(Last Updated on : 14/06/2012)
Traditional Indian music is a reflection of the country's extreme cultural diversity. There is a very rich legacy of cultural music in India which has been developed over several eras and spans centuries. Most often, the traditional music genre primarily includes devotional music, ghazal
and patriotic songs among others. Since music can now be easily recorded, there has been seen a revival of the traditional style and its popularity remains intact. The several dozen ethnic groups in the state have contributed to a great variety and consequently we find a number of different types of traditional music which have developed over the centuries. The most well known forms and types of traditional music prevalent in India are mentioned below.
: Qawwali is a vibrant musical tradition of India, which stretches back more than 700 years. It is a kind of devotional music performed mainly at Sufi shrines throughout what is now India and Pakistan, and has also gained mainstream popularity. The Qawwali songs are mostly heard in Urdu language
and the Punjabi language
, but they are also available in Persian, Brajbhasha and Siraiki. Qawwali can also be enjoyed in some regional languages but the sound of it is quite different from the conventional counterpart. The central themes of qawwali are love, devotion and longing (of man for the Divine). Songs in Qawwali are usually between 15 to 30 minutes long. It is performed with one or two lead singers, several chorus singers, harmonium
, and dholak. The principles of Qawali music are based on Hindustani Classical music.
: A Ghazal is a poetic form consisting of couplets, which share a rhyme and a refrain. The word means 'the mortal cry of a Kastori doe'. A Ghazal, thus, is a collection of couplets (called sher), which follow the rules of Matla, Maqta, Beher, Qafiya, Radif, Khayaal and Wazan. The traditional complete ghazal has a matla, a maqta, and three other shers in between. The first two shers of a ghazal have the form of a qatha. Strictly speaking, it is not a musical form, but a poetic recitation. Today, however, it is commonly conceived of as an Urdu song, with prime importance given to the lyrics. In some modernized ghazals the poet's name is hidden somewhere in the last verse, usually between the front and end of a word. The ghazal is a common song form in India and Pakistan today.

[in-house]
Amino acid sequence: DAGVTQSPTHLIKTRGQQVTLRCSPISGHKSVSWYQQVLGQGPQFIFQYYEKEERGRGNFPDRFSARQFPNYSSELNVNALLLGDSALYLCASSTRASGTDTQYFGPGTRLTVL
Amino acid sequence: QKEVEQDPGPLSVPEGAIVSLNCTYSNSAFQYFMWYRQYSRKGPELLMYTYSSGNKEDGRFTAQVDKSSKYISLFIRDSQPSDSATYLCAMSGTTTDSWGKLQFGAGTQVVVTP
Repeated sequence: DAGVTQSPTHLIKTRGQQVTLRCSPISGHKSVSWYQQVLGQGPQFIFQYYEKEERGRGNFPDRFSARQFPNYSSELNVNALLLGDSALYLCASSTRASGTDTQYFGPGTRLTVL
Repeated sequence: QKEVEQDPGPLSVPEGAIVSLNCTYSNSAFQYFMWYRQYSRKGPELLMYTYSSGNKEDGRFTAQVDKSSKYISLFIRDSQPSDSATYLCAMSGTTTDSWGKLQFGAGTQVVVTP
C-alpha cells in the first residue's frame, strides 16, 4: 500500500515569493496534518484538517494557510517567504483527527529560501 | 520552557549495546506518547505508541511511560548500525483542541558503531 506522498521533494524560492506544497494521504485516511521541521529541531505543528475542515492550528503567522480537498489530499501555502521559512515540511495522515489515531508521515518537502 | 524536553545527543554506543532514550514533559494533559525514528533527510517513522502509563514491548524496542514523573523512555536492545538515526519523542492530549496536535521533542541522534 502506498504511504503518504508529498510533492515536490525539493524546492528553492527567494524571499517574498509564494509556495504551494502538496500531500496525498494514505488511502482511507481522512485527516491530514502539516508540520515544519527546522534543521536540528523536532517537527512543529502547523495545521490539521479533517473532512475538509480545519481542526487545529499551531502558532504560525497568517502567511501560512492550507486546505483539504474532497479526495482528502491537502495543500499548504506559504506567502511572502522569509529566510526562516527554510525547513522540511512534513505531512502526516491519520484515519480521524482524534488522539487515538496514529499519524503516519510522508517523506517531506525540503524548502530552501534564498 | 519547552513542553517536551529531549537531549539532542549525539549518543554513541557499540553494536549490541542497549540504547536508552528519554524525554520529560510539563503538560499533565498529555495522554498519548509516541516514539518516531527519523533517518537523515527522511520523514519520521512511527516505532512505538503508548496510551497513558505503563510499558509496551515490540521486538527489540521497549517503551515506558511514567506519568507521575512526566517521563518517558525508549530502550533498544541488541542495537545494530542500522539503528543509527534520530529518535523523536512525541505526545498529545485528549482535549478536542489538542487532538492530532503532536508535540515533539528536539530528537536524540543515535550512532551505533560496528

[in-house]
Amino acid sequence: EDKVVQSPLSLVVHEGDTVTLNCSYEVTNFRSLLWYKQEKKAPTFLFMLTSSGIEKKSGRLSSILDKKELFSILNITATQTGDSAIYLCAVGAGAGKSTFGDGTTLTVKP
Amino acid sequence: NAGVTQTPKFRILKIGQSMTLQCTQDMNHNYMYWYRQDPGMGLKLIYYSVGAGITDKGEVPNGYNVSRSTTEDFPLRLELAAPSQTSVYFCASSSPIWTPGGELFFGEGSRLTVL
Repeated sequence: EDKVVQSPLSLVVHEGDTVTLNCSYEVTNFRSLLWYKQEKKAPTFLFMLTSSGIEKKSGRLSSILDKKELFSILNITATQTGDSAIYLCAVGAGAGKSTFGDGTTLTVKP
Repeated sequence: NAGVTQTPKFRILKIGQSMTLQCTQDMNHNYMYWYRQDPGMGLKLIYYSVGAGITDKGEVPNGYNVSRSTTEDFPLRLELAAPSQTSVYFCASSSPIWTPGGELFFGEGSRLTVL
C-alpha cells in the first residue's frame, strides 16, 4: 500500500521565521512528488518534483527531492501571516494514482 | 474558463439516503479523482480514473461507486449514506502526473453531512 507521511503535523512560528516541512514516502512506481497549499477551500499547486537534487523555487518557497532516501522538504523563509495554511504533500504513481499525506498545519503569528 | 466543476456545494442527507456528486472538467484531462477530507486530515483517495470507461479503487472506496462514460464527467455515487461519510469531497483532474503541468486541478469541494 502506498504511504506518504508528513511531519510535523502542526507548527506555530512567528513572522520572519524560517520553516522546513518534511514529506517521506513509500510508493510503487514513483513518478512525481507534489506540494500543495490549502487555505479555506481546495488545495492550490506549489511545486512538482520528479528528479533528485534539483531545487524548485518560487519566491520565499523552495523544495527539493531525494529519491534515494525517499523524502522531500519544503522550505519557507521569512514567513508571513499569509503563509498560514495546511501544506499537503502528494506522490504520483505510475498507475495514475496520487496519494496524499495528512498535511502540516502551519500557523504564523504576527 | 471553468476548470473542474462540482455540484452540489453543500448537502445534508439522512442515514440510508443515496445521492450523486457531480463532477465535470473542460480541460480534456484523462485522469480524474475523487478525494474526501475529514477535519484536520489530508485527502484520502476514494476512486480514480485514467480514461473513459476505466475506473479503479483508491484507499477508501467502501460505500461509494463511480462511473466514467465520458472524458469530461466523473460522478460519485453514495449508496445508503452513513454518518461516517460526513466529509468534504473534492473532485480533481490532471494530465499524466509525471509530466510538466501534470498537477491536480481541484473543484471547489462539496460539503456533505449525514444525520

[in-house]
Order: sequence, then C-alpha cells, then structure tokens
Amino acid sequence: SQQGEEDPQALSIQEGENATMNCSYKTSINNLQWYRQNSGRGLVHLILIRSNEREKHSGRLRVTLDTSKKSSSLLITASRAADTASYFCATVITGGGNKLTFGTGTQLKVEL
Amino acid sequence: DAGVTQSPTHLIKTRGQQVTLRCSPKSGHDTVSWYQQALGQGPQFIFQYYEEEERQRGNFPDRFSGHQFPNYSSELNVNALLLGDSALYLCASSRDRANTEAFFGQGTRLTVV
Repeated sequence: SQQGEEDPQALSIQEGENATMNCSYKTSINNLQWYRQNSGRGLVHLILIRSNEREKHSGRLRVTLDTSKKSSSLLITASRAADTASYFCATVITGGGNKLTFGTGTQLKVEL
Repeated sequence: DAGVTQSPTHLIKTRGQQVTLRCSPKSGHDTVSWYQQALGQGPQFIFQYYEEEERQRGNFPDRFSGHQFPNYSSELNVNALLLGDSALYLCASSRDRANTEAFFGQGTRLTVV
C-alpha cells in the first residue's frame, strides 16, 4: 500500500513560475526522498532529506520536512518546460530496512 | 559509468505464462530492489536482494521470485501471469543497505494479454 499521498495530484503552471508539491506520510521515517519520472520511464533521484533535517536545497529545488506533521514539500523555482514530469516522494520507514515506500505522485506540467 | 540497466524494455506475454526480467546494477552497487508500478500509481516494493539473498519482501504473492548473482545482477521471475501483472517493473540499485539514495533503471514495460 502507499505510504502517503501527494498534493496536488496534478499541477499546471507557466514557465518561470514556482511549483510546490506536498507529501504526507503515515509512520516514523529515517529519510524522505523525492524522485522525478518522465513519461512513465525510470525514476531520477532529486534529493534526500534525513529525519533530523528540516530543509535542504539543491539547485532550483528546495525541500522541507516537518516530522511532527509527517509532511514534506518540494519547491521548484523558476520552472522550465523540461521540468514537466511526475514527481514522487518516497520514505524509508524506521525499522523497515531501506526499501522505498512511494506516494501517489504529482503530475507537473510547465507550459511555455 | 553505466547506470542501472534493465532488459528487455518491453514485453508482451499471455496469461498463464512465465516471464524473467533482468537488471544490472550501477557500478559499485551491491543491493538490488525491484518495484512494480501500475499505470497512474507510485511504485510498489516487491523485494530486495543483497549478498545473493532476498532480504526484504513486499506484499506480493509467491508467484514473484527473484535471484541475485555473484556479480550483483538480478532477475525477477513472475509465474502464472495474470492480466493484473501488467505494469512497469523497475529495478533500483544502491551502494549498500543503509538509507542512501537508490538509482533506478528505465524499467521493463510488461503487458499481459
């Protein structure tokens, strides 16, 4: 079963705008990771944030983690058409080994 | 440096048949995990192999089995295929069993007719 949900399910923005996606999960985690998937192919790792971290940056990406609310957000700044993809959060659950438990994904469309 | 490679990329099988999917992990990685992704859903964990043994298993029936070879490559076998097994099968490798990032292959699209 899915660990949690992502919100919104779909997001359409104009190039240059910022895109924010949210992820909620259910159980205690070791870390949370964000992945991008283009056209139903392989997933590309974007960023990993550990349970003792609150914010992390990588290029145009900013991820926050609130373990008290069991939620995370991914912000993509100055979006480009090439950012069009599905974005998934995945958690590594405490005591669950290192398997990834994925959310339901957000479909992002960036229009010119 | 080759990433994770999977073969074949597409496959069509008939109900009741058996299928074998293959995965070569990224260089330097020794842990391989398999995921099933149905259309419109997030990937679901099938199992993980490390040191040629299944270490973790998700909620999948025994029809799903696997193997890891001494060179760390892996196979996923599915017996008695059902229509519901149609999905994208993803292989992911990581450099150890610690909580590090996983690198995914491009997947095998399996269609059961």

Bhajan and Kirtan
: A bhajan or kirtan is a Hindu devotional song, often of ancient origin. A lot of importance is attached to the singing of Bhajans with Bhakti
, i.e., with loving devotion. Kirtans are deeply rooted in the tradition of the Veda
. Bhajans are often simple songs in lyrical language expressing emotions of love for the Divine, either for a single God/Goddess, or any number of divinities. Many bhajans feature several names and aspects of the chosen deity, especially in the case of Hindu sahasranamas, which list a divinity's 1008 names. Traditionally, the music is based on Indian classical music
, which is based on ragas and tala (rhythmic beat patterns) played on the Veena
, Venu (flute), Mridanga (or Tabla
) (traditional Indian instruments). The Scripture of the Sikhs
contains 31 ragas and 17 talas, which form the basis for kirtan music compositions. Various traditions of bhajan-singing, such as Nirguni, Gorakhanathi, Vallabhapanthi, Ashtachhap and Madhura-bhakti, have been formed over the ages. Each sect has their own sets of bhajans and methods of singing. The traditional form of bhajan in South India is known as Sampradya Bhajans. In the past few decades, this has seen a great upsurge in popularity.
: Shabad is a style similar to bhajan, but these are more popular among the Sikhs. Shabad literally means word, generally from the Guru Granth Sahib
, which is the holy book of the Sikhs. The shabad has historically been performed in very traditional styles. The Guru Granth Sahib is very specific in the ragas that the various shabads are to be sung in. These are very typical of the more classical ragas of North Indian Classical music
(Hindustani Sangeet). The traditional shabads are also in the more classical tals, such as teental and ektaal. Special classes of performers sing the shabads and they are known as raagis. In the modern times, however the shabad is performed in lighter forms. The latitude that is sometimes taken is very great. Some merely perform the shabad in ragas different from those specified in the Guru Granth Sahib. Sometimes the light forms tend to resemble film songs, or folk songs, rather than the austere and meditative ragas specified in the Guru Granth Sahib.
: Bhavageete literally means emotional song. It is a kind of expressionist poetry and light music. This music form is popular in the states of Maharashtra
. The Kannada Bhavageete draws from Kannada language
poetry whereas Marathi Bhavageete drawas from Marathi language
poetry. Most of the poetry sung in this genre pertains to subjects like love, nature, philosophy etc, and the genre itself is not much different from Ghazals, though ghazals are bound to a peculiar metre.
: Ganasangeet is generally sung in chorus and carries some social message. The songs are usually about freedom, community strength and patriotism. Due to the British occupation in India, a lot of protest songs about anti-imperialism/pro-socialism have been written in India. These are the main forms of Ganasangeet.
Thus discussed above is a brief review of the various traditional music forms in India.